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The hero and the dental student: A tale of friendship

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Written by Chris Casey on May 30, 2017

Willie Peterson is an Army veteran who has lived through his share of hard times. He has learned to cherish small blessings and pay attention to positive role models. One such role model sat across from him over a string of dental appointments which saw Willie’s once-shy smile transform into a mouth of pearly whites.

That person is Bill Berguin, a recent graduate of the CU School of Dental Medicine. Bill has been the architect of Willie’s new dentures and a close witness to the inspired and ever-upward trajectory of Willie’s life.

Willie and Bill at the Heroes Clinic at CU Anschutz

Army veteran Willie Peterson, left, proudly shows off his new teeth, which were created by Bill Berguin, his Heroes Clinic caregiver.

At a recent dental appointment, Willie was all smiles. Besides gaining his stellar teeth, the soldier was excited to fill in Bill about yet another achievement. “Check out my credit score,” he said with a beaming grin. “Also, I’ve got a job. I haven’t had a good job in a long time.”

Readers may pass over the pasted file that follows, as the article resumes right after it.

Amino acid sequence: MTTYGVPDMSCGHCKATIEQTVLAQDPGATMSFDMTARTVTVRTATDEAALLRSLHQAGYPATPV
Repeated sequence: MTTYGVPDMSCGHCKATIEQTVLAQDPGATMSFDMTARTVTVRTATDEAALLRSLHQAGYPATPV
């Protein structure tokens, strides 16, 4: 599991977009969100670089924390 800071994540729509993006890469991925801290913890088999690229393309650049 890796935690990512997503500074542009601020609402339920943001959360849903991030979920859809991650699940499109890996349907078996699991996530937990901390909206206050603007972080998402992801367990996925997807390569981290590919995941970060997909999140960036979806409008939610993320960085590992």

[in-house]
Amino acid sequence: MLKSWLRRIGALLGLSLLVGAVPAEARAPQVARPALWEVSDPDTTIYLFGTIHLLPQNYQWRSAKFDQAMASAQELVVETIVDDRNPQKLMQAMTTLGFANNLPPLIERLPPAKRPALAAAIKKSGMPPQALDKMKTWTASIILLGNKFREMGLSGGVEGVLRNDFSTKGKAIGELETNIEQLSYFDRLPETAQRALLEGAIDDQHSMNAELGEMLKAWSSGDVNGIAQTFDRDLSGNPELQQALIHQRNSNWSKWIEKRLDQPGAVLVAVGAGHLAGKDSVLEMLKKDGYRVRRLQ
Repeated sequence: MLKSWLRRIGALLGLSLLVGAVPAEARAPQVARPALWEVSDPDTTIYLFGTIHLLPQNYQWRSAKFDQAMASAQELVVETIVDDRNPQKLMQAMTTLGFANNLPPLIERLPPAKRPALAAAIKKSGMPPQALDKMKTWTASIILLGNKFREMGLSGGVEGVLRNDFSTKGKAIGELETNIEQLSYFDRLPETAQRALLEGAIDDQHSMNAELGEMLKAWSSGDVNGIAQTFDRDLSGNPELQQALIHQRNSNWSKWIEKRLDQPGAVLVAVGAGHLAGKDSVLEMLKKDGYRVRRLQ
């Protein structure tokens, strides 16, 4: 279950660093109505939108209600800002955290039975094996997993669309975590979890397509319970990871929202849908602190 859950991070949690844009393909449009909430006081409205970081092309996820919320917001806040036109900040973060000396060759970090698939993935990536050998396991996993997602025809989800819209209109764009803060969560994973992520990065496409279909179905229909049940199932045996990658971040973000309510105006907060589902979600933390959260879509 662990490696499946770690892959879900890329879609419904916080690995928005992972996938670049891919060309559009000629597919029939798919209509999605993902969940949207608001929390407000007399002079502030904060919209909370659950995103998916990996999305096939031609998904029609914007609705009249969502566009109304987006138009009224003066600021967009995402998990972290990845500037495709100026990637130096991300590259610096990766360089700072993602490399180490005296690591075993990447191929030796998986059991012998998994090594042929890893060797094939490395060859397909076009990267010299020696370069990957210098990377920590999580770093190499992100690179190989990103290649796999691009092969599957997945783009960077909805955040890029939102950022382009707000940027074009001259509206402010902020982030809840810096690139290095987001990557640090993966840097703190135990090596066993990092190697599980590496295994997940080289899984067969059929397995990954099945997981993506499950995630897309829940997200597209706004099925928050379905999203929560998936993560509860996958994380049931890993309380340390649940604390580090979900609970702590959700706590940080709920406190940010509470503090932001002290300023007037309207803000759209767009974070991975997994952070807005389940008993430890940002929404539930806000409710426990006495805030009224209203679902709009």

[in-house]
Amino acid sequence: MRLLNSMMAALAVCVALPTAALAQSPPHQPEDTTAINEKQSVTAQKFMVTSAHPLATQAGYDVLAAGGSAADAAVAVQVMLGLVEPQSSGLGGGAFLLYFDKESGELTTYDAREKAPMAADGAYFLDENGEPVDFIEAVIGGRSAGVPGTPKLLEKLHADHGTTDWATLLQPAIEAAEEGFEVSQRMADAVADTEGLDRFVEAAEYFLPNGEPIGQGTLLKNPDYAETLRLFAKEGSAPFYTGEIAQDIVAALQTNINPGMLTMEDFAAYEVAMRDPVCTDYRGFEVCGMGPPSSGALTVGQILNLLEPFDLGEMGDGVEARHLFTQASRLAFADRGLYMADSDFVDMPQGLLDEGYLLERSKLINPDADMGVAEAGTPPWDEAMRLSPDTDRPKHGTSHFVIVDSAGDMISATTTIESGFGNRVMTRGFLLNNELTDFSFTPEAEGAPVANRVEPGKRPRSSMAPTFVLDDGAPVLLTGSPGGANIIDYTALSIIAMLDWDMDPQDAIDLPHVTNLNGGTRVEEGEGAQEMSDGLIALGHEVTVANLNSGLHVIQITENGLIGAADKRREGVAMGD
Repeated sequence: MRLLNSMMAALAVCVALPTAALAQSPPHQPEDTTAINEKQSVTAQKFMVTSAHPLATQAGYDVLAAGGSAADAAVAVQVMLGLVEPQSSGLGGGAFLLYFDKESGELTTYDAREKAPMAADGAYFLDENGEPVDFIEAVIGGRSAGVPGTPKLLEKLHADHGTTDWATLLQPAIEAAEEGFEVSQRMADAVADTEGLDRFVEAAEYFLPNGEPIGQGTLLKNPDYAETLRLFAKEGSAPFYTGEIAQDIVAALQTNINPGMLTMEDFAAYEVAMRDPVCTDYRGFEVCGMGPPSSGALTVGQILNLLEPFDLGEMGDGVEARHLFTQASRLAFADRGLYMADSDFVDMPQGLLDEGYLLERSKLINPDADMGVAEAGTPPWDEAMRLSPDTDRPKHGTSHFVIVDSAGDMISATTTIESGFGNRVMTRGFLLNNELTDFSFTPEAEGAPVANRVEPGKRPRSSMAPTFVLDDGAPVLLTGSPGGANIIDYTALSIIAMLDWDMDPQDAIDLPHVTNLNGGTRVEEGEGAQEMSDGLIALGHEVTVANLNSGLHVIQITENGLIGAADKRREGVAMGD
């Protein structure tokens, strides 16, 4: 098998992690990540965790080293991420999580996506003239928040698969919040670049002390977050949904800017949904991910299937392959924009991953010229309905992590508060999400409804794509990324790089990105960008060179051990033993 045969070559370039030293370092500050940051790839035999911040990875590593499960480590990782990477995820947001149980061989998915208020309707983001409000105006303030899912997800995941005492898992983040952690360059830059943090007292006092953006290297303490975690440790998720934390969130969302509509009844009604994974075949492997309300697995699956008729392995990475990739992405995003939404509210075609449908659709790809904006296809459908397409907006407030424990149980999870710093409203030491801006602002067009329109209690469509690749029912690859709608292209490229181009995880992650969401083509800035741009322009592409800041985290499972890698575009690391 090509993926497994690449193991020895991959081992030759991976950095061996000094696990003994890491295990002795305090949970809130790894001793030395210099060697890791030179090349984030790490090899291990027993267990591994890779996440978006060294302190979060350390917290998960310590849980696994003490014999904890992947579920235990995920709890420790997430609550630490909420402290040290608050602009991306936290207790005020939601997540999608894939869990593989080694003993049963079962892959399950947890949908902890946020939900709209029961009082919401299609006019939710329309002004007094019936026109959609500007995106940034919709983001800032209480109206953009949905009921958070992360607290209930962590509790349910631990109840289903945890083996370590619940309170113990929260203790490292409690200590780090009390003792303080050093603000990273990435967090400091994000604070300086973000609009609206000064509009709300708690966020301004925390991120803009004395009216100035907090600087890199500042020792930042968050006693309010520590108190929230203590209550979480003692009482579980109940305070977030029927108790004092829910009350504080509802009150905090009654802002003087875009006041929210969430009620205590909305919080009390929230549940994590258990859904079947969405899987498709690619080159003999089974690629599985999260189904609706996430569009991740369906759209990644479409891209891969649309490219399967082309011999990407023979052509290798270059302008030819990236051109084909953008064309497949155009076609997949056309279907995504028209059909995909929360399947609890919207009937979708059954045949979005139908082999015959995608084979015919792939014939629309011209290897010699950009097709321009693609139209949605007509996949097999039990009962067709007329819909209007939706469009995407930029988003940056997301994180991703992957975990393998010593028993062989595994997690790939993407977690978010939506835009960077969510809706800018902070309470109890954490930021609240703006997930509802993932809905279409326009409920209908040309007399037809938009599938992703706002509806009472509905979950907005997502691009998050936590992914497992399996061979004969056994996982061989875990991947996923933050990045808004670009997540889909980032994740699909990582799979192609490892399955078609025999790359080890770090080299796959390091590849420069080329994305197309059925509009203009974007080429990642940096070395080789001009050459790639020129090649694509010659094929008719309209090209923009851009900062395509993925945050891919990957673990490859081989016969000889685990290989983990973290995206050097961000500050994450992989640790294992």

‘He’s a good man’

Willie met Bill about a year ago when he became the first Pathway 1 patient in the dental school’s Heroes Clinic, a Delta Dental of Colorado-sponsored program which provides free and discounted dental care to military veterans. Pathway 1 provides dental care to veterans served through the Bill Daniels Veteran Services Center, which helps link homeless veterans to jobs.

They come from different backgrounds – Willie is from Wisconsin and Bill hails from the Western Slope – but they bonded during Willie’s many visits to the dental chair. “I got to sit and talk with him about life – where he’s from and what he’s doing and how he was trying to go back to school,” Bill said. A few good-natured jabs also found their way into the conversations. Bill likes to razz Willie about being a Green Bay Packers fan, while Willie dishes it right back on the Broncos.

Kidding aside, Willie once confided to Bill, who was in the fourth year of dental school, that he had planted in the soldier's mind the notion of returning to school. “I thought that was really neat,” Bill said. “I told him he might want to see a graduation, so he’s going to come to my graduation.”